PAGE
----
Managing an options portfolio
When managing any portfolio of assets, risk is to do with change. If circumstances never changed, there would be no risk. The basic idea behind risk management is to prepare for change. An options portfolio is no different in this regard and managing an options portfolio means being aware of how the position’s character will change when circumstances change. There are several main drivers of change to the value of options. Managing an options portfolio means understanding and responding to those drivers constantly.
The main drivers of change / risk factors to an options portfolio
A change in the price of the underlying (spot) product
A moving spot product changes the risk profile of options. Options can move from being out-of-the-money to at-the-money to in-the-money and at each stage their risk characteristics alter. Whilst the immediate threat to an options portfolio from a change in the spot price can be hedged away using the spot product (i.e delta hedging), the risks can be more complicated than this. For example, a far out-of-the-money option may have very low levels of option risk (as reflected by the Greeks). But if the spot moves and this option becomes at-the-money, then the risk can be very much higher. Furthermore, this risk may not just involve delta risk but could include other Greeks, such as vega and gamma.
A change in implied volatility
Another key driver of risk to the options portfolio. Implied volatility movements can directly affect the value of options. Option value is positively related to implied volatility changes. So for options whose strike is not too far away from the current spot price, falling implied vol will lead to a fall in value. Managing an options portfolio means understanding this risk and formulating a strategy to deal with the possible outcomes. This might for example include hedging the risk using other options.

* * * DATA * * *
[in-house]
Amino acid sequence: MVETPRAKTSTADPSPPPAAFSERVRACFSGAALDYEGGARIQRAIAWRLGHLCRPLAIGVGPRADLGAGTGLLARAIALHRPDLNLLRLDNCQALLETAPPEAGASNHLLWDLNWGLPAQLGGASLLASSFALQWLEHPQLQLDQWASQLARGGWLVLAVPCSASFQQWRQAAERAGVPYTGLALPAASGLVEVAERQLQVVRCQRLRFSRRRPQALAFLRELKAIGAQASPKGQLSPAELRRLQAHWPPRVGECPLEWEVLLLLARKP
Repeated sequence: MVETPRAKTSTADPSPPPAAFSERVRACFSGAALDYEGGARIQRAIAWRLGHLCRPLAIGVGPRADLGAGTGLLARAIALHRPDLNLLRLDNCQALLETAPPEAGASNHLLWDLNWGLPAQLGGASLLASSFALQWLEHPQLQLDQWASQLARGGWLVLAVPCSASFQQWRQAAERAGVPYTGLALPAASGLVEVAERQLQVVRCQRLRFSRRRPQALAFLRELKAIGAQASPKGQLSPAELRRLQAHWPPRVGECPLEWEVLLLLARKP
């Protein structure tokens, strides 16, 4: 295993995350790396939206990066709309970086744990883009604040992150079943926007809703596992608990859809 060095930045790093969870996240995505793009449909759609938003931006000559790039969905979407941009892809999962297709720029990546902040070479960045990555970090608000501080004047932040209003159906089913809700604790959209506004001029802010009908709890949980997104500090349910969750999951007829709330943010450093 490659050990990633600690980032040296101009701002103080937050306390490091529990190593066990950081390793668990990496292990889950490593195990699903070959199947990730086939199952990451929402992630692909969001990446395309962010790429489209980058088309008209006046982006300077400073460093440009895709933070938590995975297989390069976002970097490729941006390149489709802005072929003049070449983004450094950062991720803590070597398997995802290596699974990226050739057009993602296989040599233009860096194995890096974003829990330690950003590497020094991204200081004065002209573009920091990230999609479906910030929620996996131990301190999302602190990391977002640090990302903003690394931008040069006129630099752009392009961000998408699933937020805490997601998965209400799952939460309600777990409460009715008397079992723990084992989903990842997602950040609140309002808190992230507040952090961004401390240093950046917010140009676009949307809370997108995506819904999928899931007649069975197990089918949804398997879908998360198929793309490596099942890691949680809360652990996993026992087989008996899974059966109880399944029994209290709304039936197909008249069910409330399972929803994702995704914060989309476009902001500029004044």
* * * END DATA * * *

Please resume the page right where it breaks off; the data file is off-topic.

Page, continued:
The risk to options from time passing
In escapable risk factor to any options portfolio is the passing of time. Most options have fixed expiration dates meaning their lifespan is finite. As time passes, their value will typically change to reflect this. Other things being equal, the value of options diminishes as time passes. Managing an options portfolio means dealing with this risk appropriately. Measures might include gamma hedging to offset the risk. Or again, hedging the portfolio with other options to minimise the risk.
Combinations of the main risk factors
Of course, if options portfolio management was as simple as understanding the above risks and acting on them, option risk would be relatively easy to deal with. In practice, these factors will often occur in combination. So, the spot price might move aggressively AND the implied volatility also moves. Or time passes and the implied volatility moves etc. Learning how to manage an options portfolio means understanding these dynamics in several dimensions. There are lots of potentially moving parts and each part can drive another. This may appear to be an impossible task, but as with everything it just requires practice. Why not use a great options market simulator to practise and learn how to manage an options portfolio?
Managing a portfolio means preparing for change. Several main factors can affect an options portfolio and managing the portfolio means understanding and dealing with these factors. The main factors can often work in combinations meaning the risk management can take on several dimensions. There are also several minor factors which often drive change in the options. But the main factors are those that the option trader must deal with on a constant basis if he is to be successful.